Mostly what I'm interested in painting is flesh.
the paint to look alive, like blood id pumping through it.
This is not a new idea.
My approach has been to seek out a traditional palette.
Most of these colors have been in use for hundreds, if not
thousands of years.
I find that modern colors, while
beautiful, are too intense to describe the natural world.
I use a limited palette of six or seven colors usualy.
I like to work with traditional methods also, so I grind
most of these colors in a linseed oil that I also make.
Where I can, I also experiment with making pigments as well
Although I paint mostly in a direct painting or alla prima
style, when I'm not glazing, I do like to start with an
underpainting; a layer in greys to design the composition.
Small adjustments can be made, but mostly it lets me focus on
color after the first layer.
Flake white. Made from lead,
this color gets it's name
from how it flakes apart during the production process.
Regulations have made this a somewhat difficult and expensive
color to get. It is by far the preferable choice of white,
particularly for figurative work. It's vibrant, not flat or
chalky like titanium. When produced in the traditional
'stack process' method, I find it also has better working
properties, and great brush handling.
Raw & burnt sienna. I especially love these for underpaintings.
So warm and vibrandt. Almost don't need reds and yellows on top
of it. And a good range of mid to fairly dark tones without
going too dark. Also, some of the most satisfying colors to
grind, very easy to get a smooth buttery texture. Can't imagine
my palette without these.
Vermilion. This beautiful mid red has mostly been replaced by
cadmium red these days, but 150 years ago it was a staple of a
figure or portrait palette.
A few suppliers still make it, but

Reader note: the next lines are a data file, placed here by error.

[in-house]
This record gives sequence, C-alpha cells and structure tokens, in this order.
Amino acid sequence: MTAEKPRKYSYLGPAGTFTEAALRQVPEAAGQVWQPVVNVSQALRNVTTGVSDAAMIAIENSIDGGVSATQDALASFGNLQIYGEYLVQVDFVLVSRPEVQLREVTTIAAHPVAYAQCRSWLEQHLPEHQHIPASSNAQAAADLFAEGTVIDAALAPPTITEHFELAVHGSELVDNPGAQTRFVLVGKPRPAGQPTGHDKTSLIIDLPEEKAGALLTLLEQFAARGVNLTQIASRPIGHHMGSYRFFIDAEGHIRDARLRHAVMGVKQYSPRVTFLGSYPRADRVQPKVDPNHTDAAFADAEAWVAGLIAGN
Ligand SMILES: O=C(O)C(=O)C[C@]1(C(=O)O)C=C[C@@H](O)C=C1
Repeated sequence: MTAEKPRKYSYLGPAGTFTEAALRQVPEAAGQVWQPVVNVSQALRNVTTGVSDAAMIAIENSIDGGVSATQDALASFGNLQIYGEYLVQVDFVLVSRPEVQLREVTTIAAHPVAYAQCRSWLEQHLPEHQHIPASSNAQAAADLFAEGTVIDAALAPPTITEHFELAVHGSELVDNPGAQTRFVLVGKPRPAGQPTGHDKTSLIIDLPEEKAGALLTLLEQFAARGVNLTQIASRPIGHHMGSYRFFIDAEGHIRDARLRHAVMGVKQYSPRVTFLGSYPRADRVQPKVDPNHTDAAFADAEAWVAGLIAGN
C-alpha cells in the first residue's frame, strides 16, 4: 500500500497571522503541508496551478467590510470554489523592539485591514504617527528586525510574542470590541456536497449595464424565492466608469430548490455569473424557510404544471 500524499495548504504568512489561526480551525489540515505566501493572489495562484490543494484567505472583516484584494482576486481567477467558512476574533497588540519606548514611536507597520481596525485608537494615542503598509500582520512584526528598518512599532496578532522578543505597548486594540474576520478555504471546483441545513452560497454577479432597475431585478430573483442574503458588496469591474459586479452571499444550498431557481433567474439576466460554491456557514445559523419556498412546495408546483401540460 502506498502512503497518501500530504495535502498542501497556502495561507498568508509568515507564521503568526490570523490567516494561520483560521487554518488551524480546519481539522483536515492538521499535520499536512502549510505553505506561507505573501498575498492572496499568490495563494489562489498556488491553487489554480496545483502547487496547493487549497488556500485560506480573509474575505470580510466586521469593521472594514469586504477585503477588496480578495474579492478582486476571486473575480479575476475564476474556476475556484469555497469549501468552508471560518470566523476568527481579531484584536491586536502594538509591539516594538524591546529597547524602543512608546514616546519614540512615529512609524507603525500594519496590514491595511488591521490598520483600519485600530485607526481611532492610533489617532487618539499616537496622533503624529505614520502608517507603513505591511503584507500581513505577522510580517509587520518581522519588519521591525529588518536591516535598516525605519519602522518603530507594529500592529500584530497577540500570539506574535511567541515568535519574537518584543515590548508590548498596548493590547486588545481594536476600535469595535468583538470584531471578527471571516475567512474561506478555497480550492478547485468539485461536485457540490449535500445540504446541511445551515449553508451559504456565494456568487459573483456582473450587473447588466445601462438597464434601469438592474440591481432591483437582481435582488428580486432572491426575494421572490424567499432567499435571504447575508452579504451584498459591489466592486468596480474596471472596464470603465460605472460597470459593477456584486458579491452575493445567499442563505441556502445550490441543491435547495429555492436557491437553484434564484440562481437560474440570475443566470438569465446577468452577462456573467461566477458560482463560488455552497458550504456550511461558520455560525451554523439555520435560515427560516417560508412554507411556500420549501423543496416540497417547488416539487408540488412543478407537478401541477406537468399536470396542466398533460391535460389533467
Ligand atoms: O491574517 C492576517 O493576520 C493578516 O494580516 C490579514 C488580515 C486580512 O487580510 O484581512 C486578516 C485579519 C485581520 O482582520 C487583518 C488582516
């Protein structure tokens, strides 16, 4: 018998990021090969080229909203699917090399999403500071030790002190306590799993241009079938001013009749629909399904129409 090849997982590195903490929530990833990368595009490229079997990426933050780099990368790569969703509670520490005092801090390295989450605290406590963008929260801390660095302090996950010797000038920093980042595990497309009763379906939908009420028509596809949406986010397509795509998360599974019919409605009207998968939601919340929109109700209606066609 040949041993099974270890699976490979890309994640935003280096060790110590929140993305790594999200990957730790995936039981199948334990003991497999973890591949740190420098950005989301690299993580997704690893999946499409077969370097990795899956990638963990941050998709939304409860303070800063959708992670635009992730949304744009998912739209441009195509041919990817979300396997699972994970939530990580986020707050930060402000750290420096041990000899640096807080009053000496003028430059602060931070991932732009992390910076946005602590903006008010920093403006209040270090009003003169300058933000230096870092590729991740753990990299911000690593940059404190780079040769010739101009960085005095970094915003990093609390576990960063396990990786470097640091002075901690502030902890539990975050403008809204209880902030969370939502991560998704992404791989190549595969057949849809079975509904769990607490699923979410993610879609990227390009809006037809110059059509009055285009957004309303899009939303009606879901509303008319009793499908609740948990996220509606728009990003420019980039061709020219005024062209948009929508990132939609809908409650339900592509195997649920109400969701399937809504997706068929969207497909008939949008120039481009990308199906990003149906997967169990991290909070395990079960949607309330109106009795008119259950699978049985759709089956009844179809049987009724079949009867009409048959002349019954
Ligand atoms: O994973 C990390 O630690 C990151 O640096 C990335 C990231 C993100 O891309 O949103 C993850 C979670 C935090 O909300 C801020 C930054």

it does come with a heavy price tag.
It was first produced in the 4th century BC in China. It is a
synthetic version of the natural occuring mineral Cinnabar,
the natural source of mercury.
I first tried vermillion instead of cad about ten years ago
and was hooked right away. It has so much more life than a cad
in my experience. I could almost make a flesh tone tone with
this and white only. Does not drift into pinks, but can easily
drift orange depending on what you're mixing with it.
I have also begun experimenting with the mineral cinnabar.
Sometimes it can be found as a pure red crystal, but what I
have is a stone with reds and greys mixed throughout. I am
working on a video of my experiments with it. It'll see the light
of day if they work out.
Blues. I have a hard time finding a blue I'm happy with. I love
how subtle and rich lapis lazuli is, but obviously, it's too rare
to use consistantly. I've been making due with cobalt, although
it's chroma is so high, little dabs is all I need. Grinding
cobalt, like with most blues, is tricky not to make it too goopy.
What I've figured is after initial grinding, add a few drops of
heavy oil with a few drops of mineral spirits. Lapis lazuli;
historical ultramarine. Another color I've played with the
natural mineral to produce the color. A dense stone, it takes
a ton of work & some magic to make it into a usable paint. I
save this one for special occasions.
Naples yellow. Another color thats mostly been replaced by
cadmiums. I prefer the dark version, almost looks like an earth
tone, but still can produce a vibrant yellow on it's own. True
naples is made from lead and antimony. I don't make this at home.
Tough to find this pigment, but a few still carry it. Difficult
to grind, very stiff. The oil then seperates after it's been
tubed. This is one I'll probably buy the premade ones.
Burnt Umber. I have a love/ hate relationship with this color.
I mostly avoid using true black, so this fills in as the basis
for the basis for most of the darks. Burnt umber is dark and rich
with and almost gold undertone. The problem is how notorious it is
at sinking in as it dries. Creating pale flat tones. A combination
of light and heavy linseed oils seems to be the key to solve this
issue. Still working through the particulars.
Always more to
learn, I guess.